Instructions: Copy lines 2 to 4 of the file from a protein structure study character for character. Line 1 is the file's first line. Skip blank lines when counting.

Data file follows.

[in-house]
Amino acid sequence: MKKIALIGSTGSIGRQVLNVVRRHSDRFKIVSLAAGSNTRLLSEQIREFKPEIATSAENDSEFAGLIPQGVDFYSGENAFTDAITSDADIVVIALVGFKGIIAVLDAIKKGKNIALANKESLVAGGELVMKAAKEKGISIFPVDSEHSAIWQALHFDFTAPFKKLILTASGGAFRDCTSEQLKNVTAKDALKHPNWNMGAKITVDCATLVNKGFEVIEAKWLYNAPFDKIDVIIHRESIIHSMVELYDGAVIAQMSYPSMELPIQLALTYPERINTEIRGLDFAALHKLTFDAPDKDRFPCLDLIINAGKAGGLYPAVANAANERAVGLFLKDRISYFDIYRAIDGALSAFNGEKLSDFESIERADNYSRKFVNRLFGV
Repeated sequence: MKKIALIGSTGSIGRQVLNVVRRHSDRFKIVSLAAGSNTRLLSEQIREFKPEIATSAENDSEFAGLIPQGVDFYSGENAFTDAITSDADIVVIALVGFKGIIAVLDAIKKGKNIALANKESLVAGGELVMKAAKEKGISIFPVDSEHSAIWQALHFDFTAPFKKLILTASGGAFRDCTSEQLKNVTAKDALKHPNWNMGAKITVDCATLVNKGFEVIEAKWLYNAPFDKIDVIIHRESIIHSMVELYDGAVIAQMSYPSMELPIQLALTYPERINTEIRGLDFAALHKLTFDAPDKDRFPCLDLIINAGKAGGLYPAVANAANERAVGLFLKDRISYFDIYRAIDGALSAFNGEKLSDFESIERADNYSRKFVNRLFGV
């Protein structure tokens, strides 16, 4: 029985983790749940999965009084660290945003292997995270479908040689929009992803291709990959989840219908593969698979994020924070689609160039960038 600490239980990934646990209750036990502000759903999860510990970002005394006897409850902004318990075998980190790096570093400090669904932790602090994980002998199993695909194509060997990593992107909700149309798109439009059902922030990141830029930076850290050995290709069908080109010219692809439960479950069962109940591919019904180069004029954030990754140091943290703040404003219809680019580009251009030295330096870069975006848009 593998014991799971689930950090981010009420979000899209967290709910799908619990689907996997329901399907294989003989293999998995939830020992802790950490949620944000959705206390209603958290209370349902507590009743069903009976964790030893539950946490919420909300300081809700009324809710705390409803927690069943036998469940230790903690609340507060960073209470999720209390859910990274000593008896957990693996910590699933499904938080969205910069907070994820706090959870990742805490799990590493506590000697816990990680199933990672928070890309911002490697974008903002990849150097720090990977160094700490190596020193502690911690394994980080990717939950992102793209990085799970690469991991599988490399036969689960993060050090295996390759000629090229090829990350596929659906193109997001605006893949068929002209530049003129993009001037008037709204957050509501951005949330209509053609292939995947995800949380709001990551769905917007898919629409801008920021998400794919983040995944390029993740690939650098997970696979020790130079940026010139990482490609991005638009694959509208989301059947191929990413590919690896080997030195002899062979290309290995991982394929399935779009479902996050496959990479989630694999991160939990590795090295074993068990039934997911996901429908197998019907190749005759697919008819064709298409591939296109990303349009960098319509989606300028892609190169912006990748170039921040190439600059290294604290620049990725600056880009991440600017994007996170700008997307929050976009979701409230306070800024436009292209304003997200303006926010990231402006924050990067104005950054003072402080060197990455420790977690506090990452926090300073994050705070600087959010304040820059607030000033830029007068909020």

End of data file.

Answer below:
Amino acid sequence: MKKIALIGSTGSIGRQVLNVVRRHSDRFKIVSLAAGSNTRLLSEQIREFKPEIATSAENDSEFAGLIPQGVDFYSGENAFTDAITSDADIVVIALVGFKGIIAVLDAIKKGKNIALANKESLVAGGELVMKAAKEKGISIFPVDSEHSAIWQALHFDFTAPFKKLILTASGGAFRDCTSEQLKNVTAKDALKHPNWNMGAKITVDCATLVNKGFEVIEAKWLYNAPFDKIDVIIHRESIIHSMVELYDGAVIAQMSYPSMELPIQLALTYPERINTEIRGLDFAALHKLTFDAPDKDRFPCLDLIINAGKAGGLYPAVANAANERAVGLFLKDRISYFDIYRAIDGALSAFNGEKLSDFESIERADNYSRKFVNRLFGV
Repeated sequence: MKKIALIGSTGSIGRQVLNVVRRHSDRFKIVSLAAGSNTRLLSEQIREFKPEIATSAENDSEFAGLIPQGVDFYSGENAFTDAITSDADIVVIALVGFKGIIAVLDAIKKGKNIALANKESLVAGGELVMKAAKEKGISIFPVDSEHSAIWQALHFDFTAPFKKLILTASGGAFRDCTSEQLKNVTAKDALKHPNWNMGAKITVDCATLVNKGFEVIEAKWLYNAPFDKIDVIIHRESIIHSMVELYDGAVIAQMSYPSMELPIQLALTYPERINTEIRGLDFAALHKLTFDAPDKDRFPCLDLIINAGKAGGLYPAVANAANERAVGLFLKDRISYFDIYRAIDGALSAFNGEKLSDFESIERADNYSRKFVNRLFGV
């Protein structure tokens, strides 16, 4: 029985983790749940999965009084660290945003292997995270479908040689929009992803291709990959989840219908593969698979994020924070689609160039960038 600490239980990934646990209750036990502000759903999860510990970002005394006897409850902004318990075998980190790096570093400090669904932790602090994980002998199993695909194509060997990593992107909700149309798109439009059902922030990141830029930076850290050995290709069908080109010219692809439960479950069962109940591919019904180069004029954030990754140091943290703040404003219809680019580009251009030295330096870069975006848009 593998014991799971689930950090981010009420979000899209967290709910799908619990689907996997329901399907294989003989293999998995939830020992802790950490949620944000959705206390209603958290209370349902507590009743069903009976964790030893539950946490919420909300300081809700009324809710705390409803927690069943036998469940230790903690609340507060960073209470999720209390859910990274000593008896957990693996910590699933499904938080969205910069907070994820706090959870990742805490799990590493506590000697816990990680199933990672928070890309911002490697974008903002990849150097720090990977160094700490190596020193502690911690394994980080990717939950992102793209990085799970690469991991599988490399036969689960993060050090295996390759000629090229090829990350596929659906193109997001605006893949068929002209530049003129993009001037008037709204957050509501951005949330209509053609292939995947995800949380709001990551769905917007898919629409801008920021998400794919983040995944390029993740690939650098997970696979020790130079940026010139990482490609991005638009694959509208989301059947191929990413590919690896080997030195002899062979290309290995991982394929399935779009479902996050496959990479989630694999991160939990590795090295074993068990039934997911996901429908197998019907190749005759697919008819064709298409591939296109990303349009960098319509989606300028892609190169912006990748170039921040190439600059290294604290620049990725600056880009991440600017994007996170700008997307929050976009979701409230306070800024436009292209304003997200303006926010990231402006924050990067104005950054003072402080060197990455420790977690506090990452926090300073994050705070600087959010304040820059607030000033830029007068909020």